Evan X. Merz

musician / technologist / human being

Tagged "covid"

Drowning in 2020

The cover for Drowning by FYNIX

What a year.

I remember the year we had our second child, Leta. That was a difficult year. Having a two year old and a newborn in the house was not easy. Ultimately, I failed that test in many ways. I don't think I failed as a father, but I did a lot of damage to myself in order to get through the year.

I changed jobs shortly after Leta was born, but I was never able to succeed at that job. The anxiety from the birth and changing jobs just took over my life. I developed ulcers and other health issues that took me years to beat.

This year was harder. I know I'm not alone when I say that I felt like I was drowning. With the virus ravaging the country and a president who insisted on calling it a hoax or downplaying its effects, it felt like the world was closing in on me.

And that's what produced this album. I wrote it in the first few months of lockdown, when there was much false hope, but no real hope for an end to the unfolding tragedy.

This music differs from most of my other music in many ways. For one, there's only one collaborator on it, unlike my other recent work which has featured many other collaborators. Also, it's much darker. It's a bleak, synthesized hellscape that chokes off the light. It's violent and dark and lonely.

Just like 2020.

I'm proud to say that I didn't fail this year. As the world was melting down around me, I didn't drown. I swam. I was promoted at my job. I took a leadership position in my community. I volunteered at the local library. I made things. And I didn't come out with any new health problems.

But still, the year mostly felt like I was drowning.

Thanks for listening!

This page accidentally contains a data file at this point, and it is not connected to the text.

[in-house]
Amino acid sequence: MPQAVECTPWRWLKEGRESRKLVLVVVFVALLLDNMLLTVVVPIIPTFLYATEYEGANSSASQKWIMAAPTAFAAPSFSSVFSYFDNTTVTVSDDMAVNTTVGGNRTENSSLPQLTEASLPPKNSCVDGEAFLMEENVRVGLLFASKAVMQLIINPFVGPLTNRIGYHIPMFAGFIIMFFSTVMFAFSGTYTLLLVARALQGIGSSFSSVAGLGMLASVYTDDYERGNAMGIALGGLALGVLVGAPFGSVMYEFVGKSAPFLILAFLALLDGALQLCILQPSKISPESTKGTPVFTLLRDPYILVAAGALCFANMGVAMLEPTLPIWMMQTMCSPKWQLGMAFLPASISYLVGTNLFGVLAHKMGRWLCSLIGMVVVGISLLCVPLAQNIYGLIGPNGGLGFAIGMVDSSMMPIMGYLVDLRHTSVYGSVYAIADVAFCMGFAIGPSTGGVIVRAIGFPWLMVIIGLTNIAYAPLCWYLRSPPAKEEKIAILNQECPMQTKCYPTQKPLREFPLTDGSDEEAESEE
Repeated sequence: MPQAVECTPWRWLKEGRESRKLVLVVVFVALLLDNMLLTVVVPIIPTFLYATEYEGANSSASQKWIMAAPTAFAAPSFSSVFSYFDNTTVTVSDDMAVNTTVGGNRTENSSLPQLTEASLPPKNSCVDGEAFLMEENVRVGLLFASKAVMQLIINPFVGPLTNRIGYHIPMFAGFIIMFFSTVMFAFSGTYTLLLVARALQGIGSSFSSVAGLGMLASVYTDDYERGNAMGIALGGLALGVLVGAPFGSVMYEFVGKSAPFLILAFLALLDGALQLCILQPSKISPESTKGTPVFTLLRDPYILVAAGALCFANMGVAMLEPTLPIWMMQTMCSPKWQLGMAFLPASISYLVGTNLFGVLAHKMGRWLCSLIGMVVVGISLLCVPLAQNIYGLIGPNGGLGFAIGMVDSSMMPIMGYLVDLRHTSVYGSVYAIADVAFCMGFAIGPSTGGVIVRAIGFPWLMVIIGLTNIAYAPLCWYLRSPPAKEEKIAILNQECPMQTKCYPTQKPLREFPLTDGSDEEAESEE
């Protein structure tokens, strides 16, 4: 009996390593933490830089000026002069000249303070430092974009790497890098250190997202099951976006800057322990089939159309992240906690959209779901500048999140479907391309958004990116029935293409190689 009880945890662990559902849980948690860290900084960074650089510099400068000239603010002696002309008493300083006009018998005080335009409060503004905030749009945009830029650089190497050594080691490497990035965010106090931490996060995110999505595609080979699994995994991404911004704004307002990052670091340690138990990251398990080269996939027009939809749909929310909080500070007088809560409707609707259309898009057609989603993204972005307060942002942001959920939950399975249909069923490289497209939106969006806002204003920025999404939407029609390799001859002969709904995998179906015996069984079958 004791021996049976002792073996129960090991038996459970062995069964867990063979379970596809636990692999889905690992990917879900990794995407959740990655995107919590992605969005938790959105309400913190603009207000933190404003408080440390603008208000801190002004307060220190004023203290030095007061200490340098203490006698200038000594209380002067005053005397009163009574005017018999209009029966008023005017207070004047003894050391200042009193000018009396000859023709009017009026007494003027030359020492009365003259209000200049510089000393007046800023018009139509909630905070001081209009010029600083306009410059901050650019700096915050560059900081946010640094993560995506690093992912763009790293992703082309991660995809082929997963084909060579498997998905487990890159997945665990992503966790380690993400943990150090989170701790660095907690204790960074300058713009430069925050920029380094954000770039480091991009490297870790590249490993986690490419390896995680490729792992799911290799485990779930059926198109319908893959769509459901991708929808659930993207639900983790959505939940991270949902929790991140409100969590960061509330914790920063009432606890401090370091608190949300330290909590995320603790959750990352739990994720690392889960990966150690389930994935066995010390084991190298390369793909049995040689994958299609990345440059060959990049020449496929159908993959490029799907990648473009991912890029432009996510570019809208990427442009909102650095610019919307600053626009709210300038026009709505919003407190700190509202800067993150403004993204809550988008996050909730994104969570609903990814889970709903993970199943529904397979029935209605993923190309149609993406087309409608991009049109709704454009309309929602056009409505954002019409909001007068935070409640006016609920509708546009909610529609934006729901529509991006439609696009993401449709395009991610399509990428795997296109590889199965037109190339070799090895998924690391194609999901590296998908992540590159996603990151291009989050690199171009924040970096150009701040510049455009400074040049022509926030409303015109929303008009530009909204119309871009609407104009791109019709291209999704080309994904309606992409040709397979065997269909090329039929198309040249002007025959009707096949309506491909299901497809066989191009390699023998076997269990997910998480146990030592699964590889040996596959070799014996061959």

2020 Changed Me

2021-01-01, Evan X. Merz

I have so much to say about 2020 that I'm not quite sure how to say it. The year was simultaneously fantastic and terrible for me and my family. A lot of good things happened to me to 2020, and I was able to avoid a lot of the worst things that were happening around the country.

I'm having a hard time talking about 2020 because, among so much suffering, my family actually did pretty well. Nobody in my family died of COVID. My kids are doing well with remote learning. My wife and I have begun volunteering in our community, and really getting to know our community. I even got a promotion at work.

I want to talk about all of this, but it feels like gloating. The pandemic is not over yet. There are so many people still suffering so much due to the negligence, stupidity, and incompetence of our elected Republican leaders.

So what can I say?

I can say that 2020 changed me. It changed me in a lot of ways.

One of the odd, quirky traits that I developed during lockdown is a passionate interest in 20th century Navajo artists, especially those taught at the Santa Fe Indian School by Dorothy Dunn. This includes people like Harrison Begay, Woody Crumbo, and Allan Houser. But for me, the best among them was Quincy Tahoma.

I don't know how this interest developed, but it's so unusual that it's the one thing I feel comfortable writing about at this point. Which is a long winded way of saying that, although I'm no expert, I'm going to write about some of the art that I've fallen in love with in the past year.